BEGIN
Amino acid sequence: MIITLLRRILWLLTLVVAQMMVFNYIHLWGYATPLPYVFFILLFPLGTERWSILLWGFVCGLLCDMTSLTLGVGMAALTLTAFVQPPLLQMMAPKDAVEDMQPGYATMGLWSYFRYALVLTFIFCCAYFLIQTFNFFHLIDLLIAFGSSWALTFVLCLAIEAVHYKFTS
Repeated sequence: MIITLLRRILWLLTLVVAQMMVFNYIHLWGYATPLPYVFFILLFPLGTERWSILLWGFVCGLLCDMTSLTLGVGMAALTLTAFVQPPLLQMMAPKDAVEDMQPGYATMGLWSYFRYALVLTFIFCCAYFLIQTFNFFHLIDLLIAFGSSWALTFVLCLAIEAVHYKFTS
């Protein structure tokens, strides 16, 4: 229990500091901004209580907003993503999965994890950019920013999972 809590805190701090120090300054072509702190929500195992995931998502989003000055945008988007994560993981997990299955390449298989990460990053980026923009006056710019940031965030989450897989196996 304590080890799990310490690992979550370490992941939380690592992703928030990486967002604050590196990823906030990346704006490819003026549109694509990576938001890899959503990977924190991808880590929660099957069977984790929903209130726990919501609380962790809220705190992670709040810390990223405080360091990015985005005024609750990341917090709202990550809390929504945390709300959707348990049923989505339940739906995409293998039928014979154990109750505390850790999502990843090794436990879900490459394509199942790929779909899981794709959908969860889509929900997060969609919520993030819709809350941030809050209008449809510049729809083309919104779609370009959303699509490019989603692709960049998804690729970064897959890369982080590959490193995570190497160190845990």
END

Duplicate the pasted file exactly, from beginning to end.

Amino acid sequence: MIITLLRRILWLLTLVVAQMMVFNYIHLWGYATPLPYVFFILLFPLGTERWSILLWGFVCGLLCDMTSLTLGVGMAALTLTAFVQPPLLQMMAPKDAVEDMQPGYATMGLWSYFRYALVLTFIFCCAYFLIQTFNFFHLIDLLIAFGSSWALTFVLCLAIEAVHYKFTS
Repeated sequence: MIITLLRRILWLLTLVVAQMMVFNYIHLWGYATPLPYVFFILLFPLGTERWSILLWGFVCGLLCDMTSLTLGVGMAALTLTAFVQPPLLQMMAPKDAVEDMQPGYATMGLWSYFRYALVLTFIFCCAYFLIQTFNFFHLIDLLIAFGSSWALTFVLCLAIEAVHYKFTS
């Protein structure tokens, strides 16, 4: 229990500091901004209580907003993503999965994890950019920013999972 809590805190701090120090300054072509702190929500195992995931998502989003000055945008988007994560993981997990299955390449298989990460990053980026923009006056710019940031965030989450897989196996 304590080890799990310490690992979550370490992941939380690592992703928030990486967002604050590196990823906030990346704006490819003026549109694509990576938001890899959503990977924190991808880590929660099957069977984790929903209130726990919501609380962790809220705190992670709040810390990223405080360091990015985005005024609750990341917090709202990550809390929504945390709300959707348990049923989505339940739906995409293998039928014979154990109750505390850790999502990843090794436990879900490459394509199942790929779909899981794709959908969860889509929900997060969609919520993030819709809350941030809050209008449809510049729809083309919104779609370009959303699509490019989603692709960049998804690729970064897959890369982080590959490193995570190497160190845990």